Sunday, April 24, 2016

'Walking in the Other Direction':  Malcolm Turnbull's Broad Retreat on Climate

When Prime Minister Malcolm Turnbull rose to address the United Nations Climate Change Conference in Paris late last year, he told the world Australia would meet the challenges of global warming "with confidence and optimism".

Australia's carbon emissions target - slicing 2000 levels by about 19 per cent by 2030 - would halve pollution on a per capita basis, "one of the biggest reductions" of any G20 nation, Turnbull said. 

The government would also double "clean energy innovation" investment over the next five years, and carve out $1 billion from the existing aid budget to help threatened Pacific neighbours build "climate resilience" and cut emissions.

One cause for optimism was that Australian universities were leading the charge in "energy and climate science innovation".
UNSW lead researcher Xiaojing Hao has developed new solar cells using non-toxic, relatively abundant materials, which may open up new fields for the industry. (Photo Credit: Dallas Kilponen) Click to Enlarge.
The University of NSW had held the world record for solar cell efficiency – now at 25.6 per cent – for 30 of the past 32 years.   And by 2018, more than 60 per cent of all new solar cells would use technology developed in Australia, Turnbull noted.

And on Friday, New York time, Environment Minister Greg Hunt [took] the next step to lock in the climate pledges when Australia join[ed] more than 150 nations at a UN ceremony to ink the Paris accord.

The pact, which the government plans to ratify later this year if re-elected, aims to limit global temperature increases to between 1.5 and 2 degrees of pre-industrial levels - even if current national offers fall far short of the greenhouse gas reductions needed.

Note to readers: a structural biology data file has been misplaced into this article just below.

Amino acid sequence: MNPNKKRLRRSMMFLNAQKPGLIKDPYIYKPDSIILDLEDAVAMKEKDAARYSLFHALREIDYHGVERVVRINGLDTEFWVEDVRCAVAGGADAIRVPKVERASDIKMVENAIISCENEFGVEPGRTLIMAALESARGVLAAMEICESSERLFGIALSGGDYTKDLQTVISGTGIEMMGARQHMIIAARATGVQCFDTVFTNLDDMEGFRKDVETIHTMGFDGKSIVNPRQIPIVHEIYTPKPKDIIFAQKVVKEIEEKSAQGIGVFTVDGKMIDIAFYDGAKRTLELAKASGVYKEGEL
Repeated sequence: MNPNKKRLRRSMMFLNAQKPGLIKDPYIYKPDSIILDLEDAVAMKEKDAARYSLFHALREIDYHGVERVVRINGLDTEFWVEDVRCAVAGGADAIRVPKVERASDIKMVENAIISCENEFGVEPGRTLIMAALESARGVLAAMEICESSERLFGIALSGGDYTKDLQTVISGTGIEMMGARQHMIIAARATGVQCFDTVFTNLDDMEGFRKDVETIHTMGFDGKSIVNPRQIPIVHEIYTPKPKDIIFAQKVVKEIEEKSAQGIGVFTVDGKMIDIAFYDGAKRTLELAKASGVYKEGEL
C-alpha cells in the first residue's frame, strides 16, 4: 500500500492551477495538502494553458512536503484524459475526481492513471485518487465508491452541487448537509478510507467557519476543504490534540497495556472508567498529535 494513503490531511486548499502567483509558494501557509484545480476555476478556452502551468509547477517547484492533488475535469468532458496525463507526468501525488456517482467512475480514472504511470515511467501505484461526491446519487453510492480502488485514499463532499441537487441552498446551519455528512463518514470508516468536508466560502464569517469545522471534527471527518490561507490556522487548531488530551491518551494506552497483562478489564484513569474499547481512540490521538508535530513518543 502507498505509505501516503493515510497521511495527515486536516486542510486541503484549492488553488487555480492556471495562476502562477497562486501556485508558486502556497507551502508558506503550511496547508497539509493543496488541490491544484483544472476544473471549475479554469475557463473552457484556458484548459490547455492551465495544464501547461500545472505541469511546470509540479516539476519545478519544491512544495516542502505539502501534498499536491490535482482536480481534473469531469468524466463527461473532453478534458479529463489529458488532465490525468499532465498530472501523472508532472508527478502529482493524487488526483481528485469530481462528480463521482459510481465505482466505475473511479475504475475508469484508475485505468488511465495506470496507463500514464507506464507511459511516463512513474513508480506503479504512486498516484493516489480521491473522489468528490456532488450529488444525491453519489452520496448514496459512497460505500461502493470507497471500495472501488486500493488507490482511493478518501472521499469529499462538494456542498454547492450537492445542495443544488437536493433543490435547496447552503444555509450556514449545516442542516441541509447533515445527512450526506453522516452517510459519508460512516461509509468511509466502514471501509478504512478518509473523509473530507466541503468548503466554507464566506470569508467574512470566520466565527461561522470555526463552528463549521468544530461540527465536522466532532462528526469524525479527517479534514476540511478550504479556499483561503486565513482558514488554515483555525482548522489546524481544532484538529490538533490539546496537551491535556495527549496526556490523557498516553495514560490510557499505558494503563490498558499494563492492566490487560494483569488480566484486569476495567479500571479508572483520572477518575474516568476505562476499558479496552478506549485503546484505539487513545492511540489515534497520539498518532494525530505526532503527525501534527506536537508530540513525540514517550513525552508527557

Bad news on the climate front
But in the four months since Turnbull's speech, climate news from abroad and at home has been anything but positive.

Global temperature records were so decisively smashed in the first three months of 2016 that Gavin Schmidt, the head of NASA's Goddard Institute of Space Studies, declared this year is already virtually certain to be the hottest on record – for a third year in a row:
But for policy areas directly under Turnbull's control, it's been a dismal few months for climate action, not least CSIRO's assault on climate science launched on February 4 that will see dozens of leading researchers sacked among as many as 450 jobs to go.

Despite pleas of budget penury, the government somehow managed to find $15.4 million a couple of weeks later for a new Oil, Gas and Energy Resources Growth Centre to, among other things, "foster community support" for non-renewables, including coal and nuclear energy.
Taken for granted
And a fresh concern surfaced this week with 61 leading scientists writing to Turnbull decrying the government's decision last month to end grants from the Australian Renewable Energy Agency (ARENA).
The proposed end of ARENA's grant funding removes "an essential component of technology innovation", the mostly solar researchers said in the letter obtained by Fairfax Media.

Forty years of such grants over had allowed Australia to contribute "very far above its weight" in renewable energy.  By contrast, reliance on equity returns "have rarely been effective" in advancing early-stage research, the scientists said.

Richard Corkish, chief operating officer of UNSW-based Australian Centre for Advanced Photovoltaics, said his facility faced "an existential threat" if the $4 million in annual ARENA funds ended.  The school continues to spawn world-leading technology, including new types of solar cells using abundant, non-toxic materials.
"This is incredible", says Blakers, who heads the Centre for Sustainable Energy Systems at the Australian National University.  "You don't turn off R&D spending when there's a revolution under way."

Read more at 'Walking in the Other Direction':  Malcolm Turnbull's Broad Retreat on Climate

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